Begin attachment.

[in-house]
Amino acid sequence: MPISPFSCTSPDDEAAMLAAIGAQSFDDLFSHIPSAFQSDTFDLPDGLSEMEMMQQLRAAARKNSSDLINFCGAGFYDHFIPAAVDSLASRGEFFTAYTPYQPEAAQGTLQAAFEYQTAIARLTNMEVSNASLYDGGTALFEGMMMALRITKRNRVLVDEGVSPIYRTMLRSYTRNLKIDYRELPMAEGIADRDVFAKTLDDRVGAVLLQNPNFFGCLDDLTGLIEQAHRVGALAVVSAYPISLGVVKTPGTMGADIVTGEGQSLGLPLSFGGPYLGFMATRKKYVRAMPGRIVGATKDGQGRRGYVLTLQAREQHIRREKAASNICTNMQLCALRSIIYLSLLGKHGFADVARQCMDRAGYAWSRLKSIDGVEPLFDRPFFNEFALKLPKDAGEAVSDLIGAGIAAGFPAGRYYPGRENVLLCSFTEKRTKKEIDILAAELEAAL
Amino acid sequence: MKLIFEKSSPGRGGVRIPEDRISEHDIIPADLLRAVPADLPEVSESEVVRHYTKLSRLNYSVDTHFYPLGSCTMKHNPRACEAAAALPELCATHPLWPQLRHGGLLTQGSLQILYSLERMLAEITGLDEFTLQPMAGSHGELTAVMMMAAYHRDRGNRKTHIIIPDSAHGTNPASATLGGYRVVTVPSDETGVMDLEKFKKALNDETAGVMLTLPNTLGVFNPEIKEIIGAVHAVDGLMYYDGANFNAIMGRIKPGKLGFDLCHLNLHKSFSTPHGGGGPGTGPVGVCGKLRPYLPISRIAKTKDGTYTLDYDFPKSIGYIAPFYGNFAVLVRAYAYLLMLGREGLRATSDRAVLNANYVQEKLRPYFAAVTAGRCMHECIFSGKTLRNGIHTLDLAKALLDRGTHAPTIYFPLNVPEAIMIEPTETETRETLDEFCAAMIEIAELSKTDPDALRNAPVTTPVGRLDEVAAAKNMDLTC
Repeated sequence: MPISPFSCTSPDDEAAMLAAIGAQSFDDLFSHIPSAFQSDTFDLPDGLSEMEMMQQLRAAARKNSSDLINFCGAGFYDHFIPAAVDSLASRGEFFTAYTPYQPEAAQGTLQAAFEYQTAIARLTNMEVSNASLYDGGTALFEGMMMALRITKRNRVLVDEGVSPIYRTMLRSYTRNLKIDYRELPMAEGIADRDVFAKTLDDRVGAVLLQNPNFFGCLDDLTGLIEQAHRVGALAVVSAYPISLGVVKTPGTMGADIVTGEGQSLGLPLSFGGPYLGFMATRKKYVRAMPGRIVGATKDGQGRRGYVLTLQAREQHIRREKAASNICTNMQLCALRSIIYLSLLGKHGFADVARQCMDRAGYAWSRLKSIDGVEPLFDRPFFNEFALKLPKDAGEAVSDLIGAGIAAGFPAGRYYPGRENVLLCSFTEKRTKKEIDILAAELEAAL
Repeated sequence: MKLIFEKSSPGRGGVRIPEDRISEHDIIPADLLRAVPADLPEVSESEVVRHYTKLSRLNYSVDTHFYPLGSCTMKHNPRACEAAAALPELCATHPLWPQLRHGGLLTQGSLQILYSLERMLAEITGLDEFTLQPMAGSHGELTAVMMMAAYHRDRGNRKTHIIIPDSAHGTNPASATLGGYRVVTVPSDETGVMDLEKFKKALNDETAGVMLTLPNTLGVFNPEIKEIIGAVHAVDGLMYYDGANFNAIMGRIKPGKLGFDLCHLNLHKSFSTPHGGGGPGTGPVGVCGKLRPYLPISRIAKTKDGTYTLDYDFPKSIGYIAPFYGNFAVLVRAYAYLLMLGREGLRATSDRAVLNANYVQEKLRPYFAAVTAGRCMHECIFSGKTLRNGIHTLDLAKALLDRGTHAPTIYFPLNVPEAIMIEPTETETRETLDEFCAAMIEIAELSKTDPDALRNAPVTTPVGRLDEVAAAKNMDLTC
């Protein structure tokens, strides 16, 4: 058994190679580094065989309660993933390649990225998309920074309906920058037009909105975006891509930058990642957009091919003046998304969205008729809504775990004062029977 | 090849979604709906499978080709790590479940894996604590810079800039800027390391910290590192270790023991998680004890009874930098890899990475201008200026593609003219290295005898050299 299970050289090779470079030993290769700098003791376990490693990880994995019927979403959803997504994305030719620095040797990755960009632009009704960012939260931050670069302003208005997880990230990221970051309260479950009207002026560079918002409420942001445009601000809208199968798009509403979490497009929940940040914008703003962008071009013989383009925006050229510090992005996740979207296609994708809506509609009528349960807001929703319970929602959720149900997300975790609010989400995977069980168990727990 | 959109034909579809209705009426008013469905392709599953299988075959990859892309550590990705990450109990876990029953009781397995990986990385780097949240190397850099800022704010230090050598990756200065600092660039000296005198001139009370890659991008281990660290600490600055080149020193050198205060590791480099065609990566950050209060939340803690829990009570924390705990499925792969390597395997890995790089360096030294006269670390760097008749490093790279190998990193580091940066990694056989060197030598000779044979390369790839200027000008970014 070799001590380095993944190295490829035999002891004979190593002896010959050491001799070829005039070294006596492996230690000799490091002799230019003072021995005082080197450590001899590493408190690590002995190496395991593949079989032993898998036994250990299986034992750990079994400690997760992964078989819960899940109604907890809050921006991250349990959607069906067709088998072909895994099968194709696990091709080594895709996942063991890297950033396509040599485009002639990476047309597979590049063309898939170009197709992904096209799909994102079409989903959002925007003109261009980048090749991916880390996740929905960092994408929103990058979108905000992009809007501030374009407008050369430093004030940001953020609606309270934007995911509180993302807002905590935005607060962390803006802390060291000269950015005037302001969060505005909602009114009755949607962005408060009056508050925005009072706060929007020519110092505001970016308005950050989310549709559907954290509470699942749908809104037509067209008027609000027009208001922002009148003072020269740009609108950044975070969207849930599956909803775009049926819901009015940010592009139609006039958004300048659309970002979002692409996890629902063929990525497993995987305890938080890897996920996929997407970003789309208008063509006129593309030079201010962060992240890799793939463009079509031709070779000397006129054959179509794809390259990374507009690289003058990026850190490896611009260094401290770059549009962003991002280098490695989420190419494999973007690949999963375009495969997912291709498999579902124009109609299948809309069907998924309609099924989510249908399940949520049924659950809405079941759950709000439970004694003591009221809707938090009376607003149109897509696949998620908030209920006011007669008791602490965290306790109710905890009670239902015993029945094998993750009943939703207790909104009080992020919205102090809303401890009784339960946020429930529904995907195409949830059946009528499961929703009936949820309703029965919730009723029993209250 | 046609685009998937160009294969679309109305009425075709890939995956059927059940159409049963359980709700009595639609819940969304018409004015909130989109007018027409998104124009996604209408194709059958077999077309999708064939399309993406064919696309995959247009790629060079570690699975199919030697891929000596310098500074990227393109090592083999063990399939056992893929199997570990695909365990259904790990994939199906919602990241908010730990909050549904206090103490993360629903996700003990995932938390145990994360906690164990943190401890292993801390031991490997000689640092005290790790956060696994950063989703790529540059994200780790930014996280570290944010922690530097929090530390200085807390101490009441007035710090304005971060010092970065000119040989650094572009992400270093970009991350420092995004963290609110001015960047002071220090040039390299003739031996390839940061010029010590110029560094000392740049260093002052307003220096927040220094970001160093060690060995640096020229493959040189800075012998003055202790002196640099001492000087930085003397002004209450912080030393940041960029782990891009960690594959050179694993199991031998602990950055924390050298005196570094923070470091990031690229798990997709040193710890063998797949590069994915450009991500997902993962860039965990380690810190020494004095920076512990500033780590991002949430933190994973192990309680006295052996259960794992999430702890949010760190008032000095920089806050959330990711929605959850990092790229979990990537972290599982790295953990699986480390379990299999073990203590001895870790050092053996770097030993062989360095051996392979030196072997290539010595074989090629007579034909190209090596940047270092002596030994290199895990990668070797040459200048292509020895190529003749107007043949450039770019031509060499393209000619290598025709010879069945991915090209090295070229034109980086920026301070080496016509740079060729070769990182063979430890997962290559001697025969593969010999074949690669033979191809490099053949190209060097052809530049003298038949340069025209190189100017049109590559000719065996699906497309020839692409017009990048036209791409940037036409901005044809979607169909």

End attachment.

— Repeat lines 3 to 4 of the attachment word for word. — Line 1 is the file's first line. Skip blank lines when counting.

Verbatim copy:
Amino acid sequence: MKLIFEKSSPGRGGVRIPEDRISEHDIIPADLLRAVPADLPEVSESEVVRHYTKLSRLNYSVDTHFYPLGSCTMKHNPRACEAAAALPELCATHPLWPQLRHGGLLTQGSLQILYSLERMLAEITGLDEFTLQPMAGSHGELTAVMMMAAYHRDRGNRKTHIIIPDSAHGTNPASATLGGYRVVTVPSDETGVMDLEKFKKALNDETAGVMLTLPNTLGVFNPEIKEIIGAVHAVDGLMYYDGANFNAIMGRIKPGKLGFDLCHLNLHKSFSTPHGGGGPGTGPVGVCGKLRPYLPISRIAKTKDGTYTLDYDFPKSIGYIAPFYGNFAVLVRAYAYLLMLGREGLRATSDRAVLNANYVQEKLRPYFAAVTAGRCMHECIFSGKTLRNGIHTLDLAKALLDRGTHAPTIYFPLNVPEAIMIEPTETETRETLDEFCAAMIEIAELSKTDPDALRNAPVTTPVGRLDEVAAAKNMDLTC
Repeated sequence: MPISPFSCTSPDDEAAMLAAIGAQSFDDLFSHIPSAFQSDTFDLPDGLSEMEMMQQLRAAARKNSSDLINFCGAGFYDHFIPAAVDSLASRGEFFTAYTPYQPEAAQGTLQAAFEYQTAIARLTNMEVSNASLYDGGTALFEGMMMALRITKRNRVLVDEGVSPIYRTMLRSYTRNLKIDYRELPMAEGIADRDVFAKTLDDRVGAVLLQNPNFFGCLDDLTGLIEQAHRVGALAVVSAYPISLGVVKTPGTMGADIVTGEGQSLGLPLSFGGPYLGFMATRKKYVRAMPGRIVGATKDGQGRRGYVLTLQAREQHIRREKAASNICTNMQLCALRSIIYLSLLGKHGFADVARQCMDRAGYAWSRLKSIDGVEPLFDRPFFNEFALKLPKDAGEAVSDLIGAGIAAGFPAGRYYPGRENVLLCSFTEKRTKKEIDILAAELEAAL